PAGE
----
GeneWatch PR: Response to Monsanto's omega-3 GM soybean

This week's announcement by Monsanto that the U.S. Food and Drug Administration (FDA) has issued a Generally Recognized as Safe (GRAS) notice for omega-3 oil made from a genetically-modified (GM) soybean enables food companies to develop and test foods containing the ingredient (1).

Responding to the announcement, Dr Helen Wallace, Director of GeneWatch UK, said:

"The nutrient-by-nutrient approach to engineering 'healthy' fats back into the food chain is essentially a scam. Factory farming of meat and the use of products such as palm oil in margarine has shifted people's diets to consist of increasingly unhealthy fats. Engineering omega-3 oils back in to fundamentally poor diets is not a credible approach to improving people's health".

In addition, GeneWatch warned that the products will not be tested sufficiently to tell whether they are safe, which would require large scale long-term clinical trials.

"The problem with engineering supposedly healthy ingredients into the bottom of the food chain is that it may not be reversible if something goes wrong," said Dr Wallace. "In the long-term, other products will become contaminated: this does not happen when new ingredients are added to a final processed product rather than a plant. There is a long history of 'magic ingredients' turning out to be harmful to some people and even having the opposite effect on health from that originally claimed" (2).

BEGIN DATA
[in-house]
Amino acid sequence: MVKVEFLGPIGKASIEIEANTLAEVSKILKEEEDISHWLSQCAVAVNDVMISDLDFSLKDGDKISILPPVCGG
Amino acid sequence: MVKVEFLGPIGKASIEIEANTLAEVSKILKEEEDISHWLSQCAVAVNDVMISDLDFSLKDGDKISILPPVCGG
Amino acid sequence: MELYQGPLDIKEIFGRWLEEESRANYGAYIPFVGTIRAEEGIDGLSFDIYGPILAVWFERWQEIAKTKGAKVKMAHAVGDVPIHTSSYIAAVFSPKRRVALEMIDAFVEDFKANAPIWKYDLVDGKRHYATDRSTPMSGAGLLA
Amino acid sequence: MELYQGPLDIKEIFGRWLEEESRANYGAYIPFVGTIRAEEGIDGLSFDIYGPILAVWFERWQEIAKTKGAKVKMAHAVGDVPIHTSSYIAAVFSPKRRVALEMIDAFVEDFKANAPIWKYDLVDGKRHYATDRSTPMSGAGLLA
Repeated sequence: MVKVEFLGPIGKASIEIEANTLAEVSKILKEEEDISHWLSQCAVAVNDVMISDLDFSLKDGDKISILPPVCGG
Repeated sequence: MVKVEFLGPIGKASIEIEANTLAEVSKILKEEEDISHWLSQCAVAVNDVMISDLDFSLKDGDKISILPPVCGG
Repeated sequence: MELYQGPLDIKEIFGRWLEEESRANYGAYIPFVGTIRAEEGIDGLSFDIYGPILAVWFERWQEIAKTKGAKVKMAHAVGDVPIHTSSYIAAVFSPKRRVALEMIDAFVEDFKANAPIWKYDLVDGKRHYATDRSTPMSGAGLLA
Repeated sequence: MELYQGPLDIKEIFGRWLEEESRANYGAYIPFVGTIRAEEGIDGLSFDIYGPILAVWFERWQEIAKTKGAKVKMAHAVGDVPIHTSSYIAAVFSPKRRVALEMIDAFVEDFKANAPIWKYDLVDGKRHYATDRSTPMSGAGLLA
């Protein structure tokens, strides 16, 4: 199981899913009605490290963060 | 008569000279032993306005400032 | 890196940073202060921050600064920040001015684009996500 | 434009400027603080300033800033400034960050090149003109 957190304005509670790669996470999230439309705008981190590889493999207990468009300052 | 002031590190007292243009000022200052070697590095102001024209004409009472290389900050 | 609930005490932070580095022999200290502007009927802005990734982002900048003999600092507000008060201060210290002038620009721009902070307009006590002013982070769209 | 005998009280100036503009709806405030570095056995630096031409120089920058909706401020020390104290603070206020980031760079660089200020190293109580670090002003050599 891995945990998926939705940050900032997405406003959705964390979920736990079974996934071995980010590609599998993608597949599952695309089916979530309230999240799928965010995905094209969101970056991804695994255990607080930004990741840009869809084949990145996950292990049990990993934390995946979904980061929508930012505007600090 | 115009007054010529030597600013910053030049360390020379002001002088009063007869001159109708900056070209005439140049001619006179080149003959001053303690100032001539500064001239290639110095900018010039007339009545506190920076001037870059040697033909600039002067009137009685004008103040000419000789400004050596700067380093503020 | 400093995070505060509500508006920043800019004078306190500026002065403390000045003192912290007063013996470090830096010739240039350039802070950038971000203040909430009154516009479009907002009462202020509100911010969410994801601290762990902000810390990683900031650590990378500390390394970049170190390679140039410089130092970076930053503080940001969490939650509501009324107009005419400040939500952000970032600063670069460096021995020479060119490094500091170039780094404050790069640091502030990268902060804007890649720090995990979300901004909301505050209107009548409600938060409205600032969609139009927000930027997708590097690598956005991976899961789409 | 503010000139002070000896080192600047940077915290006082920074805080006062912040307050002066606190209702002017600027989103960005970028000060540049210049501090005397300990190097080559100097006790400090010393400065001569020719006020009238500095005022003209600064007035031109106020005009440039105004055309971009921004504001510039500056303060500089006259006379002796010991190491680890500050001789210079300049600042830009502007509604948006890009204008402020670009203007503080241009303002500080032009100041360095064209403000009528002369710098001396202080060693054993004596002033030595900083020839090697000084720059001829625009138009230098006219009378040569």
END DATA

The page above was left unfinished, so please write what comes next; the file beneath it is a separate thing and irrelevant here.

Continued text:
Mass production of soya also creates serious environmental problems (3).

Dr Helen Wallace, Office: 01298-23400; Mobile: 07903-311584

Notes for Editors

(1) See joint Monsanto, Solae press release on: . Solae is an alliance between the multinational companies DuPont and Bunge Ltd.

(2) For example, antioxidants (including the beta-carotene engineered into GM 'Golden Rice') may be beneficial to some people but harmful to others, and some may increase risk of cancer. See, for example: . The experimental GM 'purple tomato', claimed to reduce cancer risk, is engineered to contain increased levels of anthocyanins, a poorly tested antioxidant.

(3) See, for example:

↑ Top